Dr. Mielke has been studying lead and its effects on health for over 40 years. He is the creator of the Lead Lab project, a not for profit initiative dedicated to helping communities with lead contamination in children's play areas. He is currently a faculty member in Tulane School of Medicine's Pharmacology Department and part of the Environmental Signaling Laboratory research effort.
Dr. Mielke's research focuses on environmental signaling and human health. Recognizing the increasing importance of cities as the habitation for humanity, he has been researching and evaluating the status of the urban environment and its chemical impact on human health and disease.
Areas of Expertise (6)
University of Michigan: Ph.D. 1972
University of Michigan: M.S. 1967
Macalester College: B.A. 1963
Media Appearances (3)
FDA Bans Lead-Based Neurotoxin from Consumer Hair Dyes
The petition was filed in February 2017 by EWG, Environmental Defense Fund, Earthjustice, Center for Environmental Health, Healthy Homes Collaborative, Health Justice Project of Loyola University Chicago School of Law, Breast Cancer Fund, Natural Resources Defense Council, Improving Kids’ Environment, Consumers Union and Howard Mielke, a lead expert who is a research professor at the Tulane School of Medicine. The petitioners cited major advances in science since the 1980 FDA decision allowing lead to remain in hair dye...
You should wipe your hands after catching Mardi Gras beads. But not because of germs.
In the 1970s, an environmental scientist named Dr. Howard Mielke was directly involved in the legal efforts to phase out lead in gasoline. Today, at Tulane University’s Department of Pharmacology, he researches the links between lead, the environment and skin absorption in New Orleans...
Mardi Gras 2018: 90,000 Pounds of Beads Found in New Orleans Storm Drains
“If children pick up the beads, they will become exposed to a fine dusting of lead,” Howard Mielke, a pharmacology professor at Tulane University, told The Conversation. “Beads obviously attract people, and they’re designed to be touched, coveted.”...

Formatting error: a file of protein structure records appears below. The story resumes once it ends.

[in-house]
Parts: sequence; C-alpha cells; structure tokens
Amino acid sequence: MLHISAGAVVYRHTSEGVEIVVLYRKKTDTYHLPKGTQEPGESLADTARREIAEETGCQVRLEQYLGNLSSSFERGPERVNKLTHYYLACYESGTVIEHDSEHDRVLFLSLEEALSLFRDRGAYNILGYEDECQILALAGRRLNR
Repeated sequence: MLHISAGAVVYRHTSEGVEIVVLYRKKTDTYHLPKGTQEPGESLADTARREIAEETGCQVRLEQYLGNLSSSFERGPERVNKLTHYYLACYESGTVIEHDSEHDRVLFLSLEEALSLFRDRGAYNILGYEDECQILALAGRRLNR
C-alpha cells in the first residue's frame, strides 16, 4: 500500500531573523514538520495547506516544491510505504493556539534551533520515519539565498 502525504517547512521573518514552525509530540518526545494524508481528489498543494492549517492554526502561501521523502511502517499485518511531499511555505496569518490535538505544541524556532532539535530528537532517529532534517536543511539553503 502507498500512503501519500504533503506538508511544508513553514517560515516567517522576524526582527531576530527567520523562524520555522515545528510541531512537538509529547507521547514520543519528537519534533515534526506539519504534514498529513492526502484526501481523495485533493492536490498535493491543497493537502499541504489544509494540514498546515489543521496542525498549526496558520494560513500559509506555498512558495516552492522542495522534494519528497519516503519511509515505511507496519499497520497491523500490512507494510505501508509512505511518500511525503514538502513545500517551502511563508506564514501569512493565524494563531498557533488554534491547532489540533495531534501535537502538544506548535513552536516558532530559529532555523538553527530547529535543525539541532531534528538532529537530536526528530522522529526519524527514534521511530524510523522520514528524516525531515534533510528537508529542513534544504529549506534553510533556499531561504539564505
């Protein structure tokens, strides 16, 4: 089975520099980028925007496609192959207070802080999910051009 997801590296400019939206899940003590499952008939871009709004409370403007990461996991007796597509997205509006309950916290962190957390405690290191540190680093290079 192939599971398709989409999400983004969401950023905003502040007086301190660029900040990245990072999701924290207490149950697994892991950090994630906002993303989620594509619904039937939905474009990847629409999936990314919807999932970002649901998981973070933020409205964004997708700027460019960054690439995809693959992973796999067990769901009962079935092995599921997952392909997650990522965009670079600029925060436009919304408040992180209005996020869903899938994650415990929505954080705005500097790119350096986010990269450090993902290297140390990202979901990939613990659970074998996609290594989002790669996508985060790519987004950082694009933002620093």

Howard W Mielke, Sammy Zahran
We evaluate air Pb emissions and latent aggravated assault behavior at the scale of the city. We accomplish this by regressing annual Federal Bureau of Investigation aggravated assault rate records against the rise and fall of annual vehicle Pb emissions in Chicago (Illinois), Indianapolis (Indiana), Minneapolis (Minnesota), San Diego (California), Atlanta (Georgia), and New Orleans (Louisiana). Other things held equal, a 1% increase in tonnages of air Pb released 22 years prior raises the present period aggravated assault rate by 0.46% (95% CI, 0.28 to 0.64)...
Mark AS Laidlaw, Sammy Zahran, Howard W Mielke, Mark P Taylor, Gabriel M Filippelli
Soils in older areas of cities are highly contaminated by lead, due largely to past use of lead additives in gasoline, the use of lead in exterior paints, and industrial lead sources. Soils are not passive repositories and periodic re-suspension of fine lead contaminated soil dust particulates (or aerosols) may create seasonal variations of lead exposure for urban dwellers. Atmospheric soil and lead aerosol data from the Interagency Monitoring of Protected Visual Environments (IMPROVE) database were obtained for Pittsburgh (Pennsylvania), Detroit (Michigan), Chicago (Illinois), and Birmingham (Alabama), USA...
Howard W Mielke, Mark AS Laidlaw, Chris R Gonzales
The subject of this paper is lead (Pb) additives in gasoline and their material and health impact from Pb dust inputs into 90 US urbanized areas (UAs). The mass of Pb additives for 90 UAs as a total of the US Pb additives in 1982 were estimated from vehicle travel, vehicle fuel economy (miles/gallon), ratio of leaded to unleaded fuel, and Pb/gallon. About 500 billion (109) miles of travel in 90 UA's during 1982 account for ~ 18,000 metric tons (MT), or nearly 30% of the US Pb additives in 1982...